Monday, April 21, 2008

Folic Acid: How Much Should A Person Have In Their Diet?

If you haven't already heard the exciting news, folic acid (a member of the B vitamin family), is beneficial as a preventative measure against heart disease. Whether you are overweight and have high cholesterol levels, or are in shape and watch what you eat carefully, anyone can be susceptible to a heart attack if they have clogged arteries.

Clogged arteries do not become clogged in the way in which most people think. The latest research shows that if you have high blood levels containing homocysteine then this could be responsible for damaging the arteries.

Homocysteine is an amino acid that is found naturally in the body and when it builds up to excessive levels, you are at risk for a heart attack. The question than is: What prevents buildup of this amino acid? The answer: Folic Acid.

Went folic acid teams up with cobalamin and pyridoxine, it works very quickly to break down the buildup of homocysteine and sends it out of your system through the urine. This way, it cannot do any further damage to your body. When the homocysteine is not broken down and carried away by the benefits of folic acid, it spends its time in attack against the walls of your arteries.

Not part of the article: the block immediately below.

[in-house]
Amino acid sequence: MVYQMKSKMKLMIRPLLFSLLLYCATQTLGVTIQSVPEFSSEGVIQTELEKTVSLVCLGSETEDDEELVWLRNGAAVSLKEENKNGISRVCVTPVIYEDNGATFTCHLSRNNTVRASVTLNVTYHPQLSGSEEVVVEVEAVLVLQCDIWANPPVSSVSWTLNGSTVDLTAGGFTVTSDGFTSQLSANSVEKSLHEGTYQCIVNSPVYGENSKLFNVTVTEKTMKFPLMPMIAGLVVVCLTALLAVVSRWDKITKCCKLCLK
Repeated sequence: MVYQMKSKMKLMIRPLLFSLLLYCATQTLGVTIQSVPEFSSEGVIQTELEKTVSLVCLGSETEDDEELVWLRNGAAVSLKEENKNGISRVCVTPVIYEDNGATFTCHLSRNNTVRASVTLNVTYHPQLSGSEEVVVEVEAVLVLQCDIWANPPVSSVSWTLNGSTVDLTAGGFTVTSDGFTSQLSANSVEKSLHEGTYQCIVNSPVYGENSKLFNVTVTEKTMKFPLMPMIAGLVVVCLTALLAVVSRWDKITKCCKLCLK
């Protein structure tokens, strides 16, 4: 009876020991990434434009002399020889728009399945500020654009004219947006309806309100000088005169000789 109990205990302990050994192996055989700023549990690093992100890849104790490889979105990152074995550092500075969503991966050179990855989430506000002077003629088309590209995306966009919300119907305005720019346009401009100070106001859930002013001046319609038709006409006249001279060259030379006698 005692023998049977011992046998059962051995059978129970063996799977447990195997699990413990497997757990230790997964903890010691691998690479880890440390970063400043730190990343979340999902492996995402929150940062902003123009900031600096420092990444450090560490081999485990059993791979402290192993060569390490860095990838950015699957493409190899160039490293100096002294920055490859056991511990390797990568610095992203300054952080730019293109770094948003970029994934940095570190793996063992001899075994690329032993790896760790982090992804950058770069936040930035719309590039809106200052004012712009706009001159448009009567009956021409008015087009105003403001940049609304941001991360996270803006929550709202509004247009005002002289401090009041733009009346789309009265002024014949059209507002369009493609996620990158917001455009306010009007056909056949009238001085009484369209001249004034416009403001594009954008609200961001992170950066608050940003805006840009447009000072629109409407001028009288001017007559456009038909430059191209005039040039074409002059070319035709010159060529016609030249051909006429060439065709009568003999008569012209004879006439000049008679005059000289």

How much folic acid should a person take to keep their homocysteine Levels Low?

At this point you are probably concerned about getting enough folic acid in your system to prevent your arteries from becoming damaged. Fortunately, it doesn't take very much of this B vitamin to protect you. Most people only need up to 2 mg per day. It may seem excessive in comparison to the RDA recommendations (which are much lower than 2 mg), but you must remember that the RDA is the bare minimum and everybody has different requirements.

If you are worried that you're not consuming enough of the proper foods that contain folic acid, you can find this be vitamin in any health food store as well as many standard grocery stores in the vitamin section. Before taking any supplements it is wise to consult with your doctor, however, research shows that you cannot overdose on folic acid. Whatever your body does not absorb and utilize it will simply excrete through the urine.

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